When you locate a header file, this file is parsed. In detail, this means, all comments are stripped, and strings or source lines spanning more than one line are merged to one single line. All macros defined in the INI files are removed. All lines starting with the preprocessor sign (
#) are eliminated, only the information from the
#include lines are stored. All continuous white spaces are reduced to one space character. After that, the resulting text is 'beautified', that is, brought into a form for easier parsing. Then the result is scanned, and the information for variables, functions, and classes is stored away into some structures. The path and name of the header file is used to create reasonable names for the output files (HTML and XML).
When you tell the program to read an XML file, the information of this file is adjusted with the information stored. That way, any fitting description part of the XML file finds its way into the appropriate description part of the variable or function or class. Only the description part is used for merging, all the other stuff is only needed to address the correct fragment of the header file. The only exception is the CPP include list, which is taken from the XML file too. Those information are only retrieved, if no information was already stored. That way, you can use more than one XML file to retrieve the information. Then you may choose how the resulting HTML file shall be created. If you do not plan to use the HTML Help workshop or alike, please do not check the Create Splitfile box neither the Create automated Keyword box. The resulting XML file will always store all informations, regardless of the radio buttons. Those buttons and checkboxes are only used for HTML output. This program resembles more to a XSL(T) file. It reads an ill formed file (header file), transforms it into a well formed XML file, and then turns this XML file into an HTML file.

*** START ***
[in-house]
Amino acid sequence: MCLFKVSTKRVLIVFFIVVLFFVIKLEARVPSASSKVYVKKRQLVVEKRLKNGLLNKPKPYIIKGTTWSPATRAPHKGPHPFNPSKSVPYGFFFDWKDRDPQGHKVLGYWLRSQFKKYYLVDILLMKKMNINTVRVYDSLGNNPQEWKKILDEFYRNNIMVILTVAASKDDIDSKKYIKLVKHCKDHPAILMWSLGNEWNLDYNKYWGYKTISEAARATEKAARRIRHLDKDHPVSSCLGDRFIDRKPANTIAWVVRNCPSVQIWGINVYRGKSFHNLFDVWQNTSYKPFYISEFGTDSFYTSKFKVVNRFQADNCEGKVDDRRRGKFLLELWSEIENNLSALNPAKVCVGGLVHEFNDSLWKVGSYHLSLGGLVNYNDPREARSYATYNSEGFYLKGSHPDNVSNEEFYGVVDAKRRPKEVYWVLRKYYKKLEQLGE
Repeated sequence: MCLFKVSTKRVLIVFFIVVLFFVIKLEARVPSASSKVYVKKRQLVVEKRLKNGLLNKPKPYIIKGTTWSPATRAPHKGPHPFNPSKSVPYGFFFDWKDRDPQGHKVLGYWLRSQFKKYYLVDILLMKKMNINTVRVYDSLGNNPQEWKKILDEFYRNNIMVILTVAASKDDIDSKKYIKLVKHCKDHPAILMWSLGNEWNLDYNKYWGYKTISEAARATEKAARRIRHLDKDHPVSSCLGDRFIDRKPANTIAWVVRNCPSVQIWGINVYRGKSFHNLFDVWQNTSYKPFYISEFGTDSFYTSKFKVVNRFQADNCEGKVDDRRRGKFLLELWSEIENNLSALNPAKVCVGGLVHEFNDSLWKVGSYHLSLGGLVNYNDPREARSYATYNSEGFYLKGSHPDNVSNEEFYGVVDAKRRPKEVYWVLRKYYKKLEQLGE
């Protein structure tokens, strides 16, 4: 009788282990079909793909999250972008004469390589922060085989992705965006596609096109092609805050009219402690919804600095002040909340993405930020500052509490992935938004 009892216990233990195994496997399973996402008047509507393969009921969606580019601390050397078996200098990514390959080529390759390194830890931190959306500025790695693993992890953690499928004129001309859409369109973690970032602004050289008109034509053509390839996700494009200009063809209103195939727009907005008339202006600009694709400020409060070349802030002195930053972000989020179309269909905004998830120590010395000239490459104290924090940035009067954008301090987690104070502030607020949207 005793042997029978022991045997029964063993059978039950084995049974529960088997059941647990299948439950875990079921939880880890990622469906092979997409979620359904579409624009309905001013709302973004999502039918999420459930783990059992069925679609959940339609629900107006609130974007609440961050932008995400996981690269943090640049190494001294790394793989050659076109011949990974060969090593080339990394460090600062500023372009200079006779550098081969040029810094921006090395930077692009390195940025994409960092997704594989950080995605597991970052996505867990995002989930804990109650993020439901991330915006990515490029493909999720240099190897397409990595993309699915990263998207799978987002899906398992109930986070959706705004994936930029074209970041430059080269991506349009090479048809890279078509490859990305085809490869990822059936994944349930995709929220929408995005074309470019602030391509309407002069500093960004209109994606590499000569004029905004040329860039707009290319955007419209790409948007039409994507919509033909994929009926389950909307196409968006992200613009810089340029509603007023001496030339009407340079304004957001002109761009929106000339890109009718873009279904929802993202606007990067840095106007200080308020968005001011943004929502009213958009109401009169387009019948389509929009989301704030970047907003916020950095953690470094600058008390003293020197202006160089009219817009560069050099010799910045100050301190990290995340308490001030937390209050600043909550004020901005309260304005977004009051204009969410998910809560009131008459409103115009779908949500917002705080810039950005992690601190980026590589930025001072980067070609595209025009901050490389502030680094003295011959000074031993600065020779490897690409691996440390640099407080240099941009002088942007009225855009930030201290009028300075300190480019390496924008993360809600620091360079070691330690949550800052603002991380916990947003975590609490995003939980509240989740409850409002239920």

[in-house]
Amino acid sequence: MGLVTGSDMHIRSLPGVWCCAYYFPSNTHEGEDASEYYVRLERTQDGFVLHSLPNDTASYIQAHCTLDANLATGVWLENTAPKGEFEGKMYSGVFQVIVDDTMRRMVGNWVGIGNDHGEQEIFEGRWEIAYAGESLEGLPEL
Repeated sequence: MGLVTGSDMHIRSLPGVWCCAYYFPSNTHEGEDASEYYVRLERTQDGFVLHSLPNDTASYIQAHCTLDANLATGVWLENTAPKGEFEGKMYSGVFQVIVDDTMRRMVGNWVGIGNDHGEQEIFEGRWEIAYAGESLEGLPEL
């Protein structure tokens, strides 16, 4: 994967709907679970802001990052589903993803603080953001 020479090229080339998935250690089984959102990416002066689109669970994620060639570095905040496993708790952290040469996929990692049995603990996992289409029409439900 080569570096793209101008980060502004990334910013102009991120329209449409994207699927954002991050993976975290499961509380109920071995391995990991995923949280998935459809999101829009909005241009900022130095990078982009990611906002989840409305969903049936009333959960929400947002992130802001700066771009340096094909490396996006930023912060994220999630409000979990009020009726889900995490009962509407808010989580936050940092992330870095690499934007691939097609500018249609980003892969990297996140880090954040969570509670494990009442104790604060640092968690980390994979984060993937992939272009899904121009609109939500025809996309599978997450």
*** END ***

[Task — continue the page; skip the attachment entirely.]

The Source Code
This program was planned to be a dialog based application, but I used the single document type for one and only one reason:
Recognizing that a lot of text would be produced, I looked for some means not to save files, but to read the results just in time. Because most errors occurring can be perceived easily when reading the output, I used the print preview feature to display various stages of the process on screen. I left this feature so you can have a look at the source code if you are in a similar need as I was. The textual part is almost exclusively enclosed in one file (TextStrings.cpp) for ease of localization. The productive part (CreateOutputxxx.cpp, and TextStringsxxx.cpp) is also separated for each type, so it is easier to adopt it for different document types (E.g., RTF). The parsing of the INI file and of the header file might be interesting read, but is just plain programming technique.
The provided source code will not compile. The files CMarkup.cpp/h are missing. Mr. Bryant does not want (t)his class to be uploadable from different places. I understand and accept fully his reasoning. So if you want/need to modify this source code, please have a look at FirstObject first. It is understood, that before downloading the files, you must read and agree to the licensing regulations. You need CMarkup V6.5 Evaluation release.